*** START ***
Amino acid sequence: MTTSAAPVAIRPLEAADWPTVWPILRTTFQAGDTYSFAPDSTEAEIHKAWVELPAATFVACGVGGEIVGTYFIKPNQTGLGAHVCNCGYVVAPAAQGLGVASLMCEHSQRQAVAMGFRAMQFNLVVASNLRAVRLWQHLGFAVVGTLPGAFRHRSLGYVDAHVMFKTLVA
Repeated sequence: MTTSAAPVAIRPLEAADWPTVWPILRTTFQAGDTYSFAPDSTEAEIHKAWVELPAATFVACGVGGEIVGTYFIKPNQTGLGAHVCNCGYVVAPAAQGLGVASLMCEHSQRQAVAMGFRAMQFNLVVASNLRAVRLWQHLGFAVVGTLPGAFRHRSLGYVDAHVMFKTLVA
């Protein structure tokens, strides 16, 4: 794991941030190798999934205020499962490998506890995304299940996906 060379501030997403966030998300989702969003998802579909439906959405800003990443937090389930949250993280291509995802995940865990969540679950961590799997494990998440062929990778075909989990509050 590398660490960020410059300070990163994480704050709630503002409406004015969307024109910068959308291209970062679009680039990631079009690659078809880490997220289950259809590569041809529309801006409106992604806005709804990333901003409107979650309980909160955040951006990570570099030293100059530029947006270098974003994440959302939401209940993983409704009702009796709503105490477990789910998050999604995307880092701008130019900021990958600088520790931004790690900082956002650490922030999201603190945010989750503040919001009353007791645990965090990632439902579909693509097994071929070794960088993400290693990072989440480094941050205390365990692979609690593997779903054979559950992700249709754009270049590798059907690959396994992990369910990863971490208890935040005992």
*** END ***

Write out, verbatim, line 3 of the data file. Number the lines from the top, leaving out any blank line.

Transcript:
């Protein structure tokens, strides 16, 4: 794991941030190798999934205020499962490998506890995304299940996906 060379501030997403966030998300989702969003998802579909439906959405800003990443937090389930949250993280291509995802995940865990969540679950961590799997494990998440062929990778075909989990509050 590398660490960020410059300070990163994480704050709630503002409406004015969307024109910068959308291209970062679009680039990631079009690659078809880490997220289950259809590569041809529309801006409106992604806005709804990333901003409107979650309980909160955040951006990570570099030293100059530029947006270098974003994440959302939401209940993983409704009702009796709503105490477990789910998050999604995307880092701008130019900021990958600088520790931004790690900082956002650490922030999201603190945010989750503040919001009353007791645990965090990632439902579909693509097994071929070794960088993400290693990072989440480094941050205390365990692979609690593997779903054979559950992700249709754009270049590798059907690959396994992990369910990863971490208890935040005992």